Arundo donax

Giant reed                                                                                                                Δόναξ

Poaceae - grass family                                                                                          Monocot.


Growing up to 8 metres tall Giant reed (Arundo donax) forms dense stands, a prominent feature of the Skopelitian countryside. Once regarded as a Mediterranean native, giant reed is now considered to have been introduce into the Mediterranean Basin in prehistoric times, spreading along with civilisation throughout the region from the Indus Valley in what is now Iraq. It has since spread throughout most of the world including America and Australia and is regarded as one of the most invasive species in the world, crowding out native species, particularly in riparian environments. Historically Traditionally reeds had many uses: in construction, as roofing, fences  for making baskets, walking sticks, fishing rods. More recently it has been used for biomass power generation. One of the most interesting uses has been for musical wind instruments, including pan pipes. It is still valued as the source of reeds for wind instruments.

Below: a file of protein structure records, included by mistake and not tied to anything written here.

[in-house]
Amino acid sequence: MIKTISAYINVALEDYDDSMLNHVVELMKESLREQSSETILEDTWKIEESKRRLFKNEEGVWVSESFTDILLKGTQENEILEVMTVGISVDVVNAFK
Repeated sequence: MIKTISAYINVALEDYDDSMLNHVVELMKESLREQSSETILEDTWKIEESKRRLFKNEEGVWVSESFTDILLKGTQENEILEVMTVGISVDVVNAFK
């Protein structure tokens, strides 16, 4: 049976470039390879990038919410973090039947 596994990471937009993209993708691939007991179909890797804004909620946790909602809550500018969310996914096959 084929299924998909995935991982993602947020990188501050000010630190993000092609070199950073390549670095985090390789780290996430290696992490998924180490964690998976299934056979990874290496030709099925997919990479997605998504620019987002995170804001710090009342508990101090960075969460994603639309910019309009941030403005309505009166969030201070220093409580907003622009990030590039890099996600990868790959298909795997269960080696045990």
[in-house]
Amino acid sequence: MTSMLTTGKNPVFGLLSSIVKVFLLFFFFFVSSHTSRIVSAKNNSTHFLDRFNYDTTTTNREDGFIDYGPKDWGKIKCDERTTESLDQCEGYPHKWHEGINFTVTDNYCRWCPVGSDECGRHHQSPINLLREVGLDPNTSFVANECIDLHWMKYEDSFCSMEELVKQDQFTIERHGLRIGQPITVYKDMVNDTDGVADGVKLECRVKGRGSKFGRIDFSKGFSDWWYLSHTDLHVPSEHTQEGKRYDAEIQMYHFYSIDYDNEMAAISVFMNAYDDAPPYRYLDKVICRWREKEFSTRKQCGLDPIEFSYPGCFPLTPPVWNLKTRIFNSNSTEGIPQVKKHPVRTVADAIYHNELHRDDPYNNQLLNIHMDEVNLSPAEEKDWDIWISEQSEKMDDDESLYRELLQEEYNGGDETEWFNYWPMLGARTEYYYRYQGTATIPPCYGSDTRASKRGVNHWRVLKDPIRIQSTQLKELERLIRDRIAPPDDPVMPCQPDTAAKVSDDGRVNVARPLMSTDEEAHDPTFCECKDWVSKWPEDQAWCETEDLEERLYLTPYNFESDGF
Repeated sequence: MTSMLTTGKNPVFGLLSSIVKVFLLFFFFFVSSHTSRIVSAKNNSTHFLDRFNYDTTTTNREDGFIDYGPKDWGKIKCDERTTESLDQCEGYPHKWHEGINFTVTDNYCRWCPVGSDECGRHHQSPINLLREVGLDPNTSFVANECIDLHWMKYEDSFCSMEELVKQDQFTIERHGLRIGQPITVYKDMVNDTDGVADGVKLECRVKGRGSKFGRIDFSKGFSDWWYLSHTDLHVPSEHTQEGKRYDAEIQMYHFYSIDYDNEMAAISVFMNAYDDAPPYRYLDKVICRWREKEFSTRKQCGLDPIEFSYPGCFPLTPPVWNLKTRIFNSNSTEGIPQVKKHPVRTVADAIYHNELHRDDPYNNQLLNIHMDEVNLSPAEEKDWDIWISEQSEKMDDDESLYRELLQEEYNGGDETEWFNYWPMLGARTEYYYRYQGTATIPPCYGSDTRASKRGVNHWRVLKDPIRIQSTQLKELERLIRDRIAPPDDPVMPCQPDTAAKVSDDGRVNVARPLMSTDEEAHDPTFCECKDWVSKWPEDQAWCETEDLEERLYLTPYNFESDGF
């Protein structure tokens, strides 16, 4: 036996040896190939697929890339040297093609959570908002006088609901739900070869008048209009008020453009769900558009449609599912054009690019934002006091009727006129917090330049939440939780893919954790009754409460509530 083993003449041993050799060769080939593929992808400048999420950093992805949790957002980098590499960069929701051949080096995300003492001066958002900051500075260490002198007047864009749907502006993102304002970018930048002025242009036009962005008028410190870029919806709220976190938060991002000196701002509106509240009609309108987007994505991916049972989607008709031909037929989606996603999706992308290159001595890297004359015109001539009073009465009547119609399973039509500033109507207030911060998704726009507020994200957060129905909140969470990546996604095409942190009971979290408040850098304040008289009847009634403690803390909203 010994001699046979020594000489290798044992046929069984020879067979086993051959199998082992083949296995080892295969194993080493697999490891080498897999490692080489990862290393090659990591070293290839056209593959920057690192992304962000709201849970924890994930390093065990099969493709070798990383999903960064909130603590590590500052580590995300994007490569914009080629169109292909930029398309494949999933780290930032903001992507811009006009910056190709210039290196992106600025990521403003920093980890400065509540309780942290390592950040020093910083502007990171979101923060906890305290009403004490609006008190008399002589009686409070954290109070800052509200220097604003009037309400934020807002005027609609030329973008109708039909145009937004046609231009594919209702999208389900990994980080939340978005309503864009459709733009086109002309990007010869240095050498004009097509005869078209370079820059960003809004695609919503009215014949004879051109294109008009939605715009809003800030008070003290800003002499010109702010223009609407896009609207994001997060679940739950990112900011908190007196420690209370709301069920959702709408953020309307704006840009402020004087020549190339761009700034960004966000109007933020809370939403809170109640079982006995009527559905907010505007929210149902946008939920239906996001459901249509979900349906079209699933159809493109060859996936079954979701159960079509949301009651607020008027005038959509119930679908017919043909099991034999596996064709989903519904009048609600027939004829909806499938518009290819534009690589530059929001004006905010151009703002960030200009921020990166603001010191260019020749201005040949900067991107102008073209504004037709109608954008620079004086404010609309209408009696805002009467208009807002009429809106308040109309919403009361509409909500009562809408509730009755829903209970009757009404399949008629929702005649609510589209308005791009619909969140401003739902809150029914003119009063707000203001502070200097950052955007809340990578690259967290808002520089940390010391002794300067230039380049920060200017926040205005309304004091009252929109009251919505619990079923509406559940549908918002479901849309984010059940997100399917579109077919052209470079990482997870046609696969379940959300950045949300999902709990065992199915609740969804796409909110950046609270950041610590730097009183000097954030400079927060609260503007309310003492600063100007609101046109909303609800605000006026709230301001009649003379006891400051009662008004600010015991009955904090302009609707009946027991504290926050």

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The Ancient Myth Pan

Pan, the god of nature, was tending his flock of sheep in Arcadia when he spied the beautiful naiad , Syrinx. She was a hunter and as a follower of Artemis she valued her virginity. Pan approached to woo her, but she was horrified by his ugliness and fled. Pan chased her and she called out to the other nymphs to save her, plunging into a river she was transformed into a bed of reeds. Pan sat weeping by the stream and heard mournful music created by the wind blowing across the hollow reeds. He cut the reeds into different lengths and created the first pan pipes and called them in Greek, Syrinx.

Arundo - Latin for reed

donax - Greek for reed (δόναξ)

Phragmites australis
Common reedPhragmites_australis.html